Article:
Theism is the view that God exists; naturalism is the view that there are no supernatural beings, processes, mechanisms, or forces. This Element explores whether things are better, worse, or neither on theism relative to naturalism. It introduces readers to the central philosophical issues that bear on this question, and it distinguishes a wide range of ways it can be answered. It critically examines four views, three of which hold (in various ways) that things are better on theism than on naturalism, and one of which holds just the opposite.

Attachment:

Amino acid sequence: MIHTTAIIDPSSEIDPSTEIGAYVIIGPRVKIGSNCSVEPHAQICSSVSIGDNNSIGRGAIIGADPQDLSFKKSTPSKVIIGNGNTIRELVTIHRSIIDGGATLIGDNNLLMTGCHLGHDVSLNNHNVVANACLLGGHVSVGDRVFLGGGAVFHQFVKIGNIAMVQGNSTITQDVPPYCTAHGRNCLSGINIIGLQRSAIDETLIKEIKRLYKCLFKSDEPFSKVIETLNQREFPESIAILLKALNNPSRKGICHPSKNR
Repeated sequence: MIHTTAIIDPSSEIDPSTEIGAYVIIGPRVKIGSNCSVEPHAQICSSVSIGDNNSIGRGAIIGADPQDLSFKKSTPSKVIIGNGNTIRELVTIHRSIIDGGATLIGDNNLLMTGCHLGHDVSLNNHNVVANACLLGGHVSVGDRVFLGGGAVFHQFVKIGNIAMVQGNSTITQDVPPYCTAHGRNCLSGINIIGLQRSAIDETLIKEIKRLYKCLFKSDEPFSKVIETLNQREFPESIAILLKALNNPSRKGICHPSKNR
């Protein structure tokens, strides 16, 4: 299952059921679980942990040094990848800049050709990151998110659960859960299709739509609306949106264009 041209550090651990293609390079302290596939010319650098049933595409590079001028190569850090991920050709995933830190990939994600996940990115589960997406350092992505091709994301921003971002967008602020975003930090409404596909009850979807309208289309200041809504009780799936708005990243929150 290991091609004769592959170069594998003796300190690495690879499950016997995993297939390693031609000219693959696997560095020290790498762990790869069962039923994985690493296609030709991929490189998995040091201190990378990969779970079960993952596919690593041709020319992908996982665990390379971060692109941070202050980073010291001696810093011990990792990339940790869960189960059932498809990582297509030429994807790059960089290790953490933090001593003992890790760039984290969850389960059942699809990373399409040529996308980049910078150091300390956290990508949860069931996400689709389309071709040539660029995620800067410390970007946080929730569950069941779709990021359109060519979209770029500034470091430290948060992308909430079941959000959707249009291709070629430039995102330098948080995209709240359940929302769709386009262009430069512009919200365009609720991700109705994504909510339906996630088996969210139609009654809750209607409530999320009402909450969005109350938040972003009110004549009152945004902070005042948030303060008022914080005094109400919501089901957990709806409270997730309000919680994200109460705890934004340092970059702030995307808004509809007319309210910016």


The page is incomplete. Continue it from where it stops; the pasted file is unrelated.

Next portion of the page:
Christopher Rowe argues that Aristotle in the Eudemian Ethics develops a naturalised account of Socrates’s divine sign: even people lacking in practical wisdom, Aristotle proposes, can act appropriately, and achieve a kind of happiness, because of something divine in them. But this ‘something divine’ is not (as it is for Socrates) a private inner voice, rather a kind of well-naturedness. For Aristotle, goodness is natural. The goodness of human nature explains how it is possible to do the appropriate things even without reasoning, and even do so reliably. This offers Aristotle an answer to a puzzle about our relation to the natural world. Humans, he holds, are good by nature, yet he also holds fully virtuous human beings to be relatively rare: two claims that are hard to reconcile, given Aristotle’s usual view that what occurs ‘by nature’ occurs ‘always or for the most part’. By allowing there to be a level of decency that is achievable through well-naturedness, even by those who lack full virtue, Aristotle can answer this puzzle. If this decency is achieved by many people, then there is, after all, a kind of good human development that occurs by nature and occurs regularly.